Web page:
First hands-free shoes for people with specific limitations now available at Nike [Video]


  • Nike has addressed the needs of people with specific limitations, such as disabled people who have lost the use of their arms, arthritis patients and pregnant women in their third trimester.
  • The shoe allows wearer to take it on and off easily, without the use of hands.
  • The idea was originally inspired back in 2008 when one of Nike’s employees suffered a stroke and could no longer use his arm.

Nike has once again revolutionized a shoe offering, but this time not for elite athletes, rather for the physically challenged.

Attending to a specific need barely addressed, Flyease Go, Nike’s latest groundbreaker, is the first totally hands-free shoe.

The shoe design allows wearer to easily wear it on and off, enveloping and releasing the feet solely through natural motion — a bit like how Tony Stark seamlessly puts on his Iron Man suit.

According to a top Nike designer, the innovative shoe is perfect for disabled people who have lost the use of their arms, such as stroke victims or injured military veterans, for arthritis patients and for pregnant women in their third trimester.

In a talk with Fast Company, Nike designer Tobie Hatfield recalled how one of the company’s most treasured employees suffered a stroke in 2008 and could no longer use one of his arms.

The incident inspired the sportswear firm to design a special shoe for the injured staff member. Hatfield was tasked to innovate and he came up with a pair involving a zipper and Velcro.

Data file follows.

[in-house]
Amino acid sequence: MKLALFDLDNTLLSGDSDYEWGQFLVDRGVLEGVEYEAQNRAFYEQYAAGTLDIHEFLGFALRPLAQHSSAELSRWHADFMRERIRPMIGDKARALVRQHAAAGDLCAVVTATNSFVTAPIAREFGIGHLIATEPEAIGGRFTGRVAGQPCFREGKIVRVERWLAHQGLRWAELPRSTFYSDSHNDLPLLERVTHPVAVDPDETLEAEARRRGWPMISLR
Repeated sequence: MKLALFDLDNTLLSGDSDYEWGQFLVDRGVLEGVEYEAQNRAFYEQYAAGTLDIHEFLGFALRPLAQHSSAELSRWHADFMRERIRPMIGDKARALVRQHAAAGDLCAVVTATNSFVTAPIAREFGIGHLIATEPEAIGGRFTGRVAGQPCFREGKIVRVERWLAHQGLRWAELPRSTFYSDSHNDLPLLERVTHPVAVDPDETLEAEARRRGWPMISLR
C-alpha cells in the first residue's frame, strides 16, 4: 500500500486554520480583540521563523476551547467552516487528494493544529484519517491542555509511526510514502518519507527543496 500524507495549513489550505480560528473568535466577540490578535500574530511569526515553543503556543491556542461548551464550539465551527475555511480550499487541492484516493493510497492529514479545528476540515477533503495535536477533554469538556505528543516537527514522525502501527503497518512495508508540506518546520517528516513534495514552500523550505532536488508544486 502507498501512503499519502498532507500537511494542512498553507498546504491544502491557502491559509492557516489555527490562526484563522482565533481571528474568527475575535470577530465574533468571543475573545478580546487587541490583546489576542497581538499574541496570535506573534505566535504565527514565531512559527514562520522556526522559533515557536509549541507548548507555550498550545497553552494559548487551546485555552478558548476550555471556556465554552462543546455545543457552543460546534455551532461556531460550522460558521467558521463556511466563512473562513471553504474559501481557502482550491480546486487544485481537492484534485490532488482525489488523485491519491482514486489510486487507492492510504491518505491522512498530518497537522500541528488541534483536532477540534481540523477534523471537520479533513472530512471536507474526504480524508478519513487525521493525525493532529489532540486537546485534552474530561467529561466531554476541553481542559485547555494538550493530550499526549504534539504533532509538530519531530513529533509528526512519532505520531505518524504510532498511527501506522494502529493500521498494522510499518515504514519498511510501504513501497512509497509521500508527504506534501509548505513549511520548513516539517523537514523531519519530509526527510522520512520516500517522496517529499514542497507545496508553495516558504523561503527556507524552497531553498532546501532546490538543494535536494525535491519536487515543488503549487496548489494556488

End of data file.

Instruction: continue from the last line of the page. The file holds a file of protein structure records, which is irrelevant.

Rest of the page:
The team has advanced the idea which leads to today’s creation of Flyease Go, an “everyday performance lifestyle shoe.” The specialized shoe will be in a slow-rollout release this year, starting at $120.

“What I love about this shoe in particular is we listened to the extreme needs of [people with specific limitations],” Sarah Reinertsen, the Senior Director of Nike Ease, told Fast Company. “But with this solution we feel like it’s a universal proposition.”

The shoe is divided in two halves, restrained by a neoprene tension band with a limited two-stage hinge in the middle of the outsole.

Its loafer-like front section arches up to a 30-degree angle, with the hinge opening when the shoe is not being worn.

When the foot is into the loafer-like front, a discreet pressing motion closes the hinge, refastens the neoprene band and pulls the two halves together to snug around the feet.

The hands-free mechanism allows easier opening of the hinge in order to pull the foot out of the shoe.

“We talk a lot about universal design and what universal design does when it creates an invitation for every and any athlete,” said Chief Design Officer John Hoke. “And when we solve that problem really, really, well—like I think the Nike Go does—it creates universal appeal. It’s not going to be bound by one unique audience. It welcomes any audience because it’s so clever.”

Source: Good News Network

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